Imagine you’re a castle. Where would you be? On a cliff overlooking a turbulent sea, at the edge of a forest, on a hilltop surrounded by green pastures? Is there a moat with a drawbridge or are you in the middle of a lake? Do you stand alone or are you the centerpiece of a
The first thing that happens when we have children is we assume the new title of parent. Now we’re in charge of someone else beside our self. This burden of responsibility plops us right in the center of a whole new reality, which takes some getting use to. No longer are we singular beings. Forevermore,
Right away, Julia starts in. “Nicky is smart but also a pain in the ass. She’s demanding and rude but sweet when she wants something. Just like her grandmother. She expects me to hand her spending money every weekend. She works hard in school. Teachers love her. She has good friends. But no one sees
11.05pm. We’ve all been there. It’s past 11pm and your son or daughter isn’t home. Of course you imagine the worst. We all do. We call their cell phone, which goes instantly to voicemail. We know they’ll say their phone died, how they had to wait for their friend… All we can do is wait. And
In Latin, parent means “to bring forth,” to create, form, provide, make new, produce, develop, grow. It’s easy to see how these words apply to raising children. However, when we think about the parent experience, we falter. The parent experience is that profound and consuming inner happening we don’t easily tap into or talk about.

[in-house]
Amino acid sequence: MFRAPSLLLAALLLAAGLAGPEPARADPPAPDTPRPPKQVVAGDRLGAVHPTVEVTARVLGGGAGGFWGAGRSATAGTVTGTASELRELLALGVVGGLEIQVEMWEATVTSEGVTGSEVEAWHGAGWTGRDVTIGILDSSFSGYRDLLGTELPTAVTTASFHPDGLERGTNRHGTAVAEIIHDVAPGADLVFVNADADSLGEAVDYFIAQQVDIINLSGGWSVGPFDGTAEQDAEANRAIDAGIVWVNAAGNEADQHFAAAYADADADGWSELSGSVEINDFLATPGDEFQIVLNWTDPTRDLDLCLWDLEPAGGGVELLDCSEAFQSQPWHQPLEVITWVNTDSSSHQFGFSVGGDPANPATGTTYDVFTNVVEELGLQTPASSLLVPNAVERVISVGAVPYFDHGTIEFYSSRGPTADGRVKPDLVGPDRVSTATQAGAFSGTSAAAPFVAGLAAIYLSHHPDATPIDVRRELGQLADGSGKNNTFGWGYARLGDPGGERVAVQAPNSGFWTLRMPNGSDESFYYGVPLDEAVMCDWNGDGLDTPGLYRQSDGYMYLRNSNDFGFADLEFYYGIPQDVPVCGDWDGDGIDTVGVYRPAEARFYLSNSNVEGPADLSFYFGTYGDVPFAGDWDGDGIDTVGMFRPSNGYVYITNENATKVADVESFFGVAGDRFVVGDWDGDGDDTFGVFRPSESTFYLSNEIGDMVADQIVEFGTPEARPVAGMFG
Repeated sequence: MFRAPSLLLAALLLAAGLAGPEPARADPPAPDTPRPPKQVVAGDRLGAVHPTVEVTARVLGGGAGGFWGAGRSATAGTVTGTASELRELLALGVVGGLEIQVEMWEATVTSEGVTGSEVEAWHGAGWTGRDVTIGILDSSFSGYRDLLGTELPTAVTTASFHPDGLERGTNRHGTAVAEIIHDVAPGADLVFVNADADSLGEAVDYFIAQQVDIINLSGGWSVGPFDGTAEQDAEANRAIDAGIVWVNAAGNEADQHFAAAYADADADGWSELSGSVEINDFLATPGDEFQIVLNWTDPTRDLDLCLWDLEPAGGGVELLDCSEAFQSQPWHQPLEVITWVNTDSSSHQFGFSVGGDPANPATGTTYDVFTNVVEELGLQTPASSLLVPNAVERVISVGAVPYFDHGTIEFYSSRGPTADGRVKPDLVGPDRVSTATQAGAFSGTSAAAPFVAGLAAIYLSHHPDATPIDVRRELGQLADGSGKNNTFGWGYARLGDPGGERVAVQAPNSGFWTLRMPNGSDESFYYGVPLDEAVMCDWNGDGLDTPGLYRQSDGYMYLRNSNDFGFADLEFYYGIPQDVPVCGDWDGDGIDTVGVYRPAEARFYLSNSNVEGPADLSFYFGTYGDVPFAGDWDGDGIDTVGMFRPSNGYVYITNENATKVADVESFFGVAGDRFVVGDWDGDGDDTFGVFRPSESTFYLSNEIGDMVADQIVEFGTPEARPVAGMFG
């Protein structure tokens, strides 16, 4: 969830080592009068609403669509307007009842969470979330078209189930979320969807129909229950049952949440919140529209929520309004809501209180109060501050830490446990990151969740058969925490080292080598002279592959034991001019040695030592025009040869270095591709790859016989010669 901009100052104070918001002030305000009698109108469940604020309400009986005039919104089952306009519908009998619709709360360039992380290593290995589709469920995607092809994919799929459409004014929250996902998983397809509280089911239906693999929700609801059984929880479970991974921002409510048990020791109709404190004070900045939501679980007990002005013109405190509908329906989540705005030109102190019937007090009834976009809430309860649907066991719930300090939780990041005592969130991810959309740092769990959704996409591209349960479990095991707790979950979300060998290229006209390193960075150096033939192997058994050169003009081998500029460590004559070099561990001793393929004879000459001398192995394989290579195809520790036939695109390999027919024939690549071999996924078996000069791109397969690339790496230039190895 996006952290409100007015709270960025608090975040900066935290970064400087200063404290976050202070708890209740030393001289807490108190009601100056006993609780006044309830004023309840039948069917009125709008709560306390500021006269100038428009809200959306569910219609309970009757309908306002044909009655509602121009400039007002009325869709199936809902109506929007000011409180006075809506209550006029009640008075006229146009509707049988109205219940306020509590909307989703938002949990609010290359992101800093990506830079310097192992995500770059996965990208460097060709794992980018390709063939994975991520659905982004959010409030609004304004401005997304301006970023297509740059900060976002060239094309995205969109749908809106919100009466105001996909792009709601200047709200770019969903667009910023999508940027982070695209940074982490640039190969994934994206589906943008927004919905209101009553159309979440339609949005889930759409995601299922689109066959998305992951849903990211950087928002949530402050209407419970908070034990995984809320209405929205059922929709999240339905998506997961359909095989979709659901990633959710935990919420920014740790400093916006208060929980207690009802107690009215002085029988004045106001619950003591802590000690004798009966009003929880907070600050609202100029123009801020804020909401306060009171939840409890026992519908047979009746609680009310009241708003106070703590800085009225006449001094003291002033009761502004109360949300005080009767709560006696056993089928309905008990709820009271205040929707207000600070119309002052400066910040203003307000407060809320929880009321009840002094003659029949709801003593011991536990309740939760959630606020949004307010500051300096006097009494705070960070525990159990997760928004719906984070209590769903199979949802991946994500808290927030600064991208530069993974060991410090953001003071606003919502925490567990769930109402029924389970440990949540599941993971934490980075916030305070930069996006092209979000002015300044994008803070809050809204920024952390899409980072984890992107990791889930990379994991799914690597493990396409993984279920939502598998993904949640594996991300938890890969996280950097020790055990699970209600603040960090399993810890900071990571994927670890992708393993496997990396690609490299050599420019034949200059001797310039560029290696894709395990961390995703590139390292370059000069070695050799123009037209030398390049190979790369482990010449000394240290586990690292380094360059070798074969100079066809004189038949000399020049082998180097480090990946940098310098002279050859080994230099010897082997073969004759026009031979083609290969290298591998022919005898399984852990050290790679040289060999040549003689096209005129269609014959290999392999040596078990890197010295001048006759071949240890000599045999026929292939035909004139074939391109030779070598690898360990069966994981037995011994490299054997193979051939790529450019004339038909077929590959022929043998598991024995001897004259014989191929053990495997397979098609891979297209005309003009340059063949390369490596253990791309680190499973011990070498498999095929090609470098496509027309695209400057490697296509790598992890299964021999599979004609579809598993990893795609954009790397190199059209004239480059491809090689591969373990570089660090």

If you’ve found your way to my first blog post it means you are looking for answers to questions about how to parent a struggling adolescent child. It also means you are struggling. The old maxim is true – parents can only be as happy as their unhappiest child. You surf the Internet for insight,
There’s a lot of confusion about the role of parenting today. What’s too much, too little? Too strict, too loose? And the homework, how should parents manage that, when it seems our child’s future depends on each and every assignment. And what about who they are as people? Are they happy, sad, ambivalent, generous, loud,
Once when visiting a drop-in center for homeless youth, a tall, overweight youth came up to me. “Are you coming to the Talent Show tonight? “Ummm, I didn’t know about it. What’s happening?” “Well, we all get up and sing, tell poetry, whatever. It’s fun. There’s food and we hang out.” “That sounds fun but